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Righteousness language in the Bible

This series is designed to help you to get to know and love some of the important words used in the Bible so that you can be more precise as you seek to know God and talk about him. Each post is designed to build on the previous one. I’ll give a basic description of the word’s meaning, followed by a brief discussion. My hope is that people will take a bit of time to remember and learn the description each time one of these posts appears.

  1. Improve your biblical word power 1: Righteousness
  2. Improve your biblical word power 2: Forensic righteousness
  3. Improve your biblical word power 3: Justification
  4. Improve your biblical word power 4: Atonement
  5. Using your biblical word power: Justification through Atonement
  6. Improve your theological word power: Imputation
  7. Is Anyone Righteous?
  8. Postscript: Why the New Perspective claims that “righteousness” means “covenant faithfulness” – and why it’s wrong

Recent blog posts

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  • Sun setting on ruinsGrace and anger (Ephesians 4:26–27)
    Whether our anger is right or wrong, we can’t deny it’s there. But because we belong to Christ, we must make it a priority to deal with anger. How?
  • Is God Green? By Lionel WindsorIs God Green? Audio/video links
    Here are some links to audio and video for events I've spoken at recently based on my book: Is God Green?
  • Donald Robinson Selected Works volumes 3 and 4Donald Robinson on the Origins of the Anglican Church League
    History matters. It makes us question things we take for granted, it helps us to understand who we are, and it gives us a broader perspective on the issues we face today. One example – relevant for evangelical Anglicans, especially in Sydney – is an essay in Donald Robinson Selected Works, volume 4 (recently published by the Australian Church Record and Moore College). The essay is called “The Origins of the Anglican Church League” (pp. 125–52). It’s a republication of a paper given in 1976 by Donald Robinson (1922–2018), former Moore College Vice-Principal and later Archbishop of Sydney. In the paper, Robinson traces some of the currents and issues that led to the formation of the Anglican Church League in the early twentieth century. The essay is classic Donald Robinson: full of surprises, yet definitely still worth reading today to help us gain perspective on issues for evangelical Anglicans past and present.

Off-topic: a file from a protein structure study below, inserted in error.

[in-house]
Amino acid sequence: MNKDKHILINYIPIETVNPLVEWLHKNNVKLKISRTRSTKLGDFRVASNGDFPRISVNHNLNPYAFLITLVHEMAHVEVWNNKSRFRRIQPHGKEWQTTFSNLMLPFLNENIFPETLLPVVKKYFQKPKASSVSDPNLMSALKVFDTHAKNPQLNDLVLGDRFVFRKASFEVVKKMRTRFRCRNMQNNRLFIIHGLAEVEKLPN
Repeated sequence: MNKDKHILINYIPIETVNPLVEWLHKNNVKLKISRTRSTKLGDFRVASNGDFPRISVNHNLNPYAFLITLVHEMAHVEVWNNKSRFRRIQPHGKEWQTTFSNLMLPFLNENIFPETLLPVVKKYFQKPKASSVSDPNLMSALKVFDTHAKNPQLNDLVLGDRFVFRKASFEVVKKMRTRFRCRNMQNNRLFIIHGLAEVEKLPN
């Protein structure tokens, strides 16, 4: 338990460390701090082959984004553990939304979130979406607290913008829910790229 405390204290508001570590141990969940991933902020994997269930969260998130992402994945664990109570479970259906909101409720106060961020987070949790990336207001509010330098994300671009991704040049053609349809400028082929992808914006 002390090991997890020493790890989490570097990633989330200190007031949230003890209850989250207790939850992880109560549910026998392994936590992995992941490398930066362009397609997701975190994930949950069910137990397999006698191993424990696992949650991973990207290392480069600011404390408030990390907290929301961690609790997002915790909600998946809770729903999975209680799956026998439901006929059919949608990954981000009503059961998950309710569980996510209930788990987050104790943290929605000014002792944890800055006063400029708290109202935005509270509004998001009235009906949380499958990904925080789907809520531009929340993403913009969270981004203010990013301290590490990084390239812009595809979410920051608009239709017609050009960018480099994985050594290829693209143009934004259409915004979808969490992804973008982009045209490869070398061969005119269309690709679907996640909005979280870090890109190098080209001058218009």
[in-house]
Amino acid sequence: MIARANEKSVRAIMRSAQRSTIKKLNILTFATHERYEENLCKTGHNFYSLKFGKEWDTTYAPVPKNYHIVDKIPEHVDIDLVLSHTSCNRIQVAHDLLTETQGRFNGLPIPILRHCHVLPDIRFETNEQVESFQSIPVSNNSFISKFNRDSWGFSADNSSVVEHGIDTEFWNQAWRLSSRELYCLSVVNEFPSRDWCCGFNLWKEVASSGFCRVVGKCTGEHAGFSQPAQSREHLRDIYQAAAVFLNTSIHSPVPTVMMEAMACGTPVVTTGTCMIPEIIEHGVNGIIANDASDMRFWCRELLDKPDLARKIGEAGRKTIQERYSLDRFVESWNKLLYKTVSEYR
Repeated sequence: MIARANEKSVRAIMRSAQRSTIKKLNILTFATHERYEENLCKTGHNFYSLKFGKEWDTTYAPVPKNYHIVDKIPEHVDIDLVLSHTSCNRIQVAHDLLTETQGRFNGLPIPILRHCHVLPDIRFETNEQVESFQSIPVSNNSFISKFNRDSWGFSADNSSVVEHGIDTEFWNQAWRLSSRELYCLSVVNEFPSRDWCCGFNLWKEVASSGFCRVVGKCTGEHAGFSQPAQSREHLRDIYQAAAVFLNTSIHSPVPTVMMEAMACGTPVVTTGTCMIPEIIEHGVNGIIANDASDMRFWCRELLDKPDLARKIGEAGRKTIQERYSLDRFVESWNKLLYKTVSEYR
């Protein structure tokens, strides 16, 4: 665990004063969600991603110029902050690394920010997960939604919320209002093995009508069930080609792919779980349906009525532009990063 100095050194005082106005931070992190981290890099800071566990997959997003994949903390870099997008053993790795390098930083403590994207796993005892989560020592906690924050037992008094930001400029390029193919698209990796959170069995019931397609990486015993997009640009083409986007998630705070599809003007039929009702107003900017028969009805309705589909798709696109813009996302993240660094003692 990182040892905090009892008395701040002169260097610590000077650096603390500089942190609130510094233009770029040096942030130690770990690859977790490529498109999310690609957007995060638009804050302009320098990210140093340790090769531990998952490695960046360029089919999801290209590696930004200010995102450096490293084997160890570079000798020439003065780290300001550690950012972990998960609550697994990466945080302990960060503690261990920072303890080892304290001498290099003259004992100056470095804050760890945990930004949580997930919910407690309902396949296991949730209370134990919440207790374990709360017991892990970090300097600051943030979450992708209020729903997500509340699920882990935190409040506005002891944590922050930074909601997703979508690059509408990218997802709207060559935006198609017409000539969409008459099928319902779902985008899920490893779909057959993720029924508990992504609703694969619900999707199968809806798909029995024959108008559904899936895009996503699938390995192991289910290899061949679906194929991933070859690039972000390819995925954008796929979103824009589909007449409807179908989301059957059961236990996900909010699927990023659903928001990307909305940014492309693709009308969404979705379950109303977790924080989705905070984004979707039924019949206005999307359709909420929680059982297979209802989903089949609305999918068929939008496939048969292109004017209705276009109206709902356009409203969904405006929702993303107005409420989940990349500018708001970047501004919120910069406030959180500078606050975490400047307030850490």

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    The gospel teaches us to change—to put off the old and put on the new. This change doesn’t save us, but it matters. It’s all about becoming who we are.
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    Christian communities are places of learning and teaching. This isn’t just about transmitting information: Christians are people who “learn Christ”.
  • Ampelmann, BerlinTurn around and walk the other way (Ephesians 4:17–19)
    Darkness, futility, and desire: this is the way the world walks. Paul doesn’t write these things so that we can gloat or judge. He writes so we can repent, and live.
  • Photo by Kira auf der Heide on UnsplashPlaying your part (Ephesians 4:16)
    Paul’s vision for Christ’s body is unity in diversity. It’s not just flat uniformity, nor is it just diversity for the sake of diversity. It’s diversity for a common purpose.
  • Photo by Ben White on UnsplashThe truth in love: A key principle for church growth (Ephesians 4:14–15)
    Paul’s principle for the growth of Christ’s body isn’t about presentation or organisation. It’s more fundamental: “speaking the truth in love”.

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